6. I feel really sad when I see letters like this from young girls. I feel sorry for mothers who have to deal with such rebel kids. Hope God will give mothers strength and wisdom to address issues with right words. Sometimes children don’t hear parents because both parties lack communication skills.

    Now into advice. India is big and it has many different people. Some of them them can be a scam…A lot of men see women, not only foreign, but local too as big opportunity for them. Opportunity to get money from girls’ family, if you are local, or opportunity to move out from their own country, if you are foreigner.

    Before making any big decision, I would strongly recommend this girl to learn more about guy and his family.

    If he is educated? Which university he graduated from? What’s his profession? If his family is educated? If he earns enough to support her in India? If he is ready to pay for her flight tickets to India and in some cases, for return tickets?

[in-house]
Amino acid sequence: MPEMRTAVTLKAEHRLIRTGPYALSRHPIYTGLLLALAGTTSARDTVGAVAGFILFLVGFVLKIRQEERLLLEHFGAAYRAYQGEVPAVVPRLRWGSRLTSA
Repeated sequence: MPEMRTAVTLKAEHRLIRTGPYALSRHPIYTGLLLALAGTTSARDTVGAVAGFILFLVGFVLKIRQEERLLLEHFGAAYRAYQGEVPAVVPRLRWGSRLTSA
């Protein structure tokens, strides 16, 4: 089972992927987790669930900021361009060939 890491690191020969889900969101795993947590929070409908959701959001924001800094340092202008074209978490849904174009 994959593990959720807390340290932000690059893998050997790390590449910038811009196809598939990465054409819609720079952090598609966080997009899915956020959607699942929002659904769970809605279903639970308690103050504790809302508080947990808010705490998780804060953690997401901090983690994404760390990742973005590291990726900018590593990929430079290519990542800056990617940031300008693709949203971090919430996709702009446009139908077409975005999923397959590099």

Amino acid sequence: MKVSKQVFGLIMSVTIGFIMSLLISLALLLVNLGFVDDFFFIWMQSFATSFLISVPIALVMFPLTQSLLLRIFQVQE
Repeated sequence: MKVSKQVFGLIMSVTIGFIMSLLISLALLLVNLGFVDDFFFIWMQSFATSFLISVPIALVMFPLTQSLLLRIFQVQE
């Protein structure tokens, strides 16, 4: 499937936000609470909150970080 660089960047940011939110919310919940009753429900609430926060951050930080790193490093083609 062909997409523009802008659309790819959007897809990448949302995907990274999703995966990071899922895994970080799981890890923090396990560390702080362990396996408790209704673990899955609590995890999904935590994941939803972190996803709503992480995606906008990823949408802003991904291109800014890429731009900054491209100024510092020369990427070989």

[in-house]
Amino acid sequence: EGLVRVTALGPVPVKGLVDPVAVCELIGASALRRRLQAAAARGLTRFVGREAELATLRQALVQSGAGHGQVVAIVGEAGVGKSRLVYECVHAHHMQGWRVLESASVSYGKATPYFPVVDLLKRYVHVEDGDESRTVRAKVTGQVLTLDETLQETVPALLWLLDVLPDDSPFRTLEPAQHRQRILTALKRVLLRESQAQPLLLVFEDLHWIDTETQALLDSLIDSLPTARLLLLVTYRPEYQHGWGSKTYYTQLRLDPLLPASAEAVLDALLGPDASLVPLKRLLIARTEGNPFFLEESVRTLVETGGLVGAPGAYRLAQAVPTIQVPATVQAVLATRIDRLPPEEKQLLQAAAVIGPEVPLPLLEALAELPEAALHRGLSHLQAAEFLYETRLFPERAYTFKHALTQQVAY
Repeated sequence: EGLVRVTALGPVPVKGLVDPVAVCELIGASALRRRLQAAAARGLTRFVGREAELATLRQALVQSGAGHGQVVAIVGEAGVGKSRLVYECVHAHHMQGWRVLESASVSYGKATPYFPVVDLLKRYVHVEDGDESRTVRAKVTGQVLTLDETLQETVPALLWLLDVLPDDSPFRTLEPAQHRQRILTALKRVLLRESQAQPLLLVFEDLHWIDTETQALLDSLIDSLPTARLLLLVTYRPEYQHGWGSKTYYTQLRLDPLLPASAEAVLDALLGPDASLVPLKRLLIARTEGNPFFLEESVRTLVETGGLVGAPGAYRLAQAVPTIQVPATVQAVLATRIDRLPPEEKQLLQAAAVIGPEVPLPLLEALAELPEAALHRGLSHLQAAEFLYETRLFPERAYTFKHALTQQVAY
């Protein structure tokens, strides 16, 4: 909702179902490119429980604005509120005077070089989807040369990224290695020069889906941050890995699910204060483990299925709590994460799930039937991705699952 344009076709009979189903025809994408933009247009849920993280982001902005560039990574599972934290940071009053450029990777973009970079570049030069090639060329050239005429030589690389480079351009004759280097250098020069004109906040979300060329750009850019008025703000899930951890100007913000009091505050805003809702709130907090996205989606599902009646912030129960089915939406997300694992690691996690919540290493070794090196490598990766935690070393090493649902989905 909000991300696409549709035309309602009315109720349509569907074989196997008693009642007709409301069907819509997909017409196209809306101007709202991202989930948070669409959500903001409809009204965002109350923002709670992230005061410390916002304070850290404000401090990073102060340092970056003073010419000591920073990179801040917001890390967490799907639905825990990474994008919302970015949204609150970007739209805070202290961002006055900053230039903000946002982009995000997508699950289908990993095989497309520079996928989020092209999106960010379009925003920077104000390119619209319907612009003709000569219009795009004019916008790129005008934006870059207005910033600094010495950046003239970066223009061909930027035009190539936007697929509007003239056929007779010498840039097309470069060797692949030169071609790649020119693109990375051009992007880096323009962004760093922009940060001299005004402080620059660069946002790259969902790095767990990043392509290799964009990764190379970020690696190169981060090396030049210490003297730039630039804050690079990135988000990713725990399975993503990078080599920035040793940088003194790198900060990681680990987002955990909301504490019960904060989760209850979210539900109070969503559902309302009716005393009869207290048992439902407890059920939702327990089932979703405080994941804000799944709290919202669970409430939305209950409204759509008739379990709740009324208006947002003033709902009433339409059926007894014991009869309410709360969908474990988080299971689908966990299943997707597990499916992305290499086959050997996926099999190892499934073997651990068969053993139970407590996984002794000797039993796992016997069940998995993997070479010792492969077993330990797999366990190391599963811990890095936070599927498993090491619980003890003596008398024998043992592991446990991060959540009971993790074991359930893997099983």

Usually scam men cannot do anything, they don’t have proper education and earn nothing to support even themselves. Scam men also will say ‘No’ to you once they realize they will need to pay for your flight tickets. However, they do expect that girl is ready to do anything for them, even sponsor their visa back in US, EU, UK or Australia.

    She should be aware of scams and should have done a proper background check before announcing big news to her mother.

    I am married to Indian and it was easy for me to convince my parents, that my now-husband was genuine guy. He and all his family were educated, he had very good job to prove he could support me and we loved each other. First points were very strong arguments. The 3rd one is not argument at all even for me, that’s why I understand mother side completely.